Failure to renovate building nearly kills resident
We often in these columns highlight cases where contractors have failed to abide by accepted building health and safety norms: on rarer occasions we have to report on cases where the client is totally at fault. This is one such.
The background is that Blackpool Borough Council outsourced the management of some blocks of council flats, including Newby Place, in January 2007 to Blackpool Coastal Housing Ltd.
It was known by the local authority that there were problems with this block. A structural engineer had been commissioned (pre-2007) to survey and report on the condition of the walkways of the external balconies. This arose from a worker who reported that some of the handrails had parted from the wall of the building.
Following this survey and subsequent testing, it became clear that there were structural weaknesses in the balconies at Newby Place as well as two other blocks of flats, and major repairs were required to them.
Management company failed to act
When Blackpool Coastal Housing was created and took over the management duties, many of its senior staff came from the Council; they had the previous paperwork; and they were well aware of the dangerous situation. Nevertheless, they did not take the required action. The timescale then proceeded thus:
- September 2008: a structural engineering consultant was finally briefed by Blackpool Coastal Housing to design an interim support system for the affected balconies – but even then, they failed to act on his proposals.
- March 2009: temporary scaffolding was fitted under some of the balconies: it was probably insufficiently strong to prevent them from falling.
- May 2012: work began to replace some balconies, over 5 years after the problem became known. The site manager reported to his superiors that all Newby Place’s balconies might need replacement, but the company failed to act.
- 29 May 2012: one of the residents, Andrew Bleasedale, felt the 2nd floor balcony outside his door giving way as he went to enter his door. He flung himself inside just as the balcony fell. His flat was not one of those whose balconies were being replaced.
Mr Bleasedale said of the incident:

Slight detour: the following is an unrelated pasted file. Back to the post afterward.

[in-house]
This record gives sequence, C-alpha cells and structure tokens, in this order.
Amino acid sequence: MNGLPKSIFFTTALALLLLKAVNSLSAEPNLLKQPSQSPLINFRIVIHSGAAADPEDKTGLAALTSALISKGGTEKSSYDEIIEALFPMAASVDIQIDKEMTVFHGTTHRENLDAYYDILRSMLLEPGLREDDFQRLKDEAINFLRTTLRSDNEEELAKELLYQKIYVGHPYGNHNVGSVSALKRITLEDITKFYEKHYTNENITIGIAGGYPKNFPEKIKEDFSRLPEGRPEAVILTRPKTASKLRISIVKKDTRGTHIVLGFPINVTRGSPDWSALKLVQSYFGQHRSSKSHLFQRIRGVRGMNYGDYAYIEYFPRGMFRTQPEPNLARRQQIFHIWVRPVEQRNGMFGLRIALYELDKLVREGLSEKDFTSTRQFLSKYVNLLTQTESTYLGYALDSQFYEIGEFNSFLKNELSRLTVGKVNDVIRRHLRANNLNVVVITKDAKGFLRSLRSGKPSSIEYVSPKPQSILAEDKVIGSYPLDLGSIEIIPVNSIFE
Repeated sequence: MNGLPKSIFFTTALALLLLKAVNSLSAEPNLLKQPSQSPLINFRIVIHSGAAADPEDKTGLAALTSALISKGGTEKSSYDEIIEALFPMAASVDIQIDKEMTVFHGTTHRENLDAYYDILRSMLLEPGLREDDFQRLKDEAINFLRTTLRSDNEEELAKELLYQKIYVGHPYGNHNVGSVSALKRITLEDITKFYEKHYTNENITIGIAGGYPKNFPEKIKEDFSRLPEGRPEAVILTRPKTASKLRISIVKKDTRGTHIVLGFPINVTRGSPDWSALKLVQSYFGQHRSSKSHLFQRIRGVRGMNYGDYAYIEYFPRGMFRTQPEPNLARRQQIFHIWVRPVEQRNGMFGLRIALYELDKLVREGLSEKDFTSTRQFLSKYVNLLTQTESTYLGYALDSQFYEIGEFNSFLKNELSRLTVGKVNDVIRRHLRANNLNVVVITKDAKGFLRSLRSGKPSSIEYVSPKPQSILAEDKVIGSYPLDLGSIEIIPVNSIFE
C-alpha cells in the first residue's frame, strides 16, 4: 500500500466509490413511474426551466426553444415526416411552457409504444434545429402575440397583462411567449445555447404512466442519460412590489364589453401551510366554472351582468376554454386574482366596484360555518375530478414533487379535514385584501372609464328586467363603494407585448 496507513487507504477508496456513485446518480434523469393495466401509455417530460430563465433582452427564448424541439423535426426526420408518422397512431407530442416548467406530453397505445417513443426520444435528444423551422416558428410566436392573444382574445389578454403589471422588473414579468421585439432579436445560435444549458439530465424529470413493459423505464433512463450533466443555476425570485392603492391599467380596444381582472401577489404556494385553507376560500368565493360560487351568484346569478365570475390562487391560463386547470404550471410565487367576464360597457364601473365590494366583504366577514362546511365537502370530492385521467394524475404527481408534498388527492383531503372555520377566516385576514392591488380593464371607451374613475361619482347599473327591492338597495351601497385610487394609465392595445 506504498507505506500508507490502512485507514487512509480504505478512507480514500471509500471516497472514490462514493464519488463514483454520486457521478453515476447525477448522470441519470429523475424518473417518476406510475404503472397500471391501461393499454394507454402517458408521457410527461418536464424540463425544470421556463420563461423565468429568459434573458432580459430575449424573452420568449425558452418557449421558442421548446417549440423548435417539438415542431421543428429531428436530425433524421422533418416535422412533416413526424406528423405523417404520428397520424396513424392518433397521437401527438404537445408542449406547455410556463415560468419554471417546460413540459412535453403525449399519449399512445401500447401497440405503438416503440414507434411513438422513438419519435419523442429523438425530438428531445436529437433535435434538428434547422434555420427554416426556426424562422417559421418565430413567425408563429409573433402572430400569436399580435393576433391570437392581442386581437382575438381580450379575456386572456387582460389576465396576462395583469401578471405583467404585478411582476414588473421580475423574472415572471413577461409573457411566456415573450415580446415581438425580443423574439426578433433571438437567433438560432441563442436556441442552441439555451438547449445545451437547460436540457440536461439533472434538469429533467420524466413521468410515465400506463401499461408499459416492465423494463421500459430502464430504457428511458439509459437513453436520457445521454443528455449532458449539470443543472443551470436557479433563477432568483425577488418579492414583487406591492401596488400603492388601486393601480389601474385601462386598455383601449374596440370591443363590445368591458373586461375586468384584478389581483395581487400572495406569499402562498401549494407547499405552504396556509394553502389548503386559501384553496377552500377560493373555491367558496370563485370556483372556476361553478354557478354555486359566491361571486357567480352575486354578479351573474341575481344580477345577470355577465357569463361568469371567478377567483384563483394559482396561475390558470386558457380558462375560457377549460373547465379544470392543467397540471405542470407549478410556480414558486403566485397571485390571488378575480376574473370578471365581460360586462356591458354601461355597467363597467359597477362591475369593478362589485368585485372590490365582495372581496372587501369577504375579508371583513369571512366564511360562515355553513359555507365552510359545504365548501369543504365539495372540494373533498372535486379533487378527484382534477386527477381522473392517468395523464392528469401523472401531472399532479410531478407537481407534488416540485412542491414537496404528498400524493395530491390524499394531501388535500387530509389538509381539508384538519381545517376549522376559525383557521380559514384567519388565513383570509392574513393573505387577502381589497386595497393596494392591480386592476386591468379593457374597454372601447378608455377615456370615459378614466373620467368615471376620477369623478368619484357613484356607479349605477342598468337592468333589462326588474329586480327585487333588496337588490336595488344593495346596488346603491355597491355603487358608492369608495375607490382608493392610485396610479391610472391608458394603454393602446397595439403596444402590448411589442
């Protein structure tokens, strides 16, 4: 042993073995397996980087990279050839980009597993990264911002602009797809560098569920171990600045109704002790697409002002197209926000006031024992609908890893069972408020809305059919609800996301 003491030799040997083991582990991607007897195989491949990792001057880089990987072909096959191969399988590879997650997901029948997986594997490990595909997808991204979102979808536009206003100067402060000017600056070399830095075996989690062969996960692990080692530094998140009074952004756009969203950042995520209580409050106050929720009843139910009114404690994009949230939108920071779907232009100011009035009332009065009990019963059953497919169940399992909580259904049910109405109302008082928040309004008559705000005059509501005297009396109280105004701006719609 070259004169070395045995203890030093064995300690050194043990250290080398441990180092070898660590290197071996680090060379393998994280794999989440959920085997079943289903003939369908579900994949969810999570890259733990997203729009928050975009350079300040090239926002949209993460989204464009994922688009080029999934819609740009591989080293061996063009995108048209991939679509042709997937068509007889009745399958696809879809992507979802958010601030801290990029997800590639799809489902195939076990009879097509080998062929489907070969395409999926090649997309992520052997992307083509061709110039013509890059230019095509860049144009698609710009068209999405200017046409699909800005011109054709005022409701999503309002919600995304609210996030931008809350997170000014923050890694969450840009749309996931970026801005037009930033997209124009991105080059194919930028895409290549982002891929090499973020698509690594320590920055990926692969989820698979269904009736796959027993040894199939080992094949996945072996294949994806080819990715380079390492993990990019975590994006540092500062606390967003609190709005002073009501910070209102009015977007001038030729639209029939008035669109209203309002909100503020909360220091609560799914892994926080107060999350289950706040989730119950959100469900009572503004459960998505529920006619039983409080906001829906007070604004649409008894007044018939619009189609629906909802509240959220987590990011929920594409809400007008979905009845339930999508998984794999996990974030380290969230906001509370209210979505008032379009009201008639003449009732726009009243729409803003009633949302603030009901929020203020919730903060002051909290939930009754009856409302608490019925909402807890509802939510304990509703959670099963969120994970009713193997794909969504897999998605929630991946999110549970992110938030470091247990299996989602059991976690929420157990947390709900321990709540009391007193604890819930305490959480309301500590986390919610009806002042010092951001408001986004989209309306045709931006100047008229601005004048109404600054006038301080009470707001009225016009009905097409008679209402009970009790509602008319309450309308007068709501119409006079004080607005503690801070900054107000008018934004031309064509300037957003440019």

I made complaints about the condition of the balcony several times before the collapse as it was leaning to the extent that I felt the need to walk near to the wall because of the slope. When the balcony fell away from under my feet, a gas pipe also ruptured and I could see gas escaping. I waited in my flat and was later rescued by the emergency services.
Newby Place was a good community. People were friendly with each other and often my neighbours would sit outside their front doors chatting, so it’s a miracle no one was hurt.
The HSE inspector’s comment was:
It’s breath-taking that Blackpool Coastal Housing was prepared to take a prolonged gamble with the safety of its tenants at three blocks of flats. The company fell significantly below minimum legal standards for safety, and made a series of bad decisions in its response to the concerns about the balconies over several years.
Worse still, when HSE carried out their investigation into the affair, the company covered up its awareness of the structural problems in the block. Then more documents came to light; it was revealed that the issues were being documented as early as February 2006.
The result was that at Preston Crown Court, Blackpool Coastal Housing Ltd of Abingdon Street, Blackpool, received a fine of £50,000 plus £27,821 of costs.
The case highlights the need for proper health and safety measures in the management of the country’s housing stock – a lot of post-war properties are 50 or 60 years old and are in need of major refurbishment or replacement. Specialist building sector health and safety consultants like McCormack Benson Health & Safety can play an important role in flagging up safety issues on refurbishment projects, in liaison with engineers – but the client (and the principal contractors) must listen to their advice and act decisively when structural faults need to be addressed.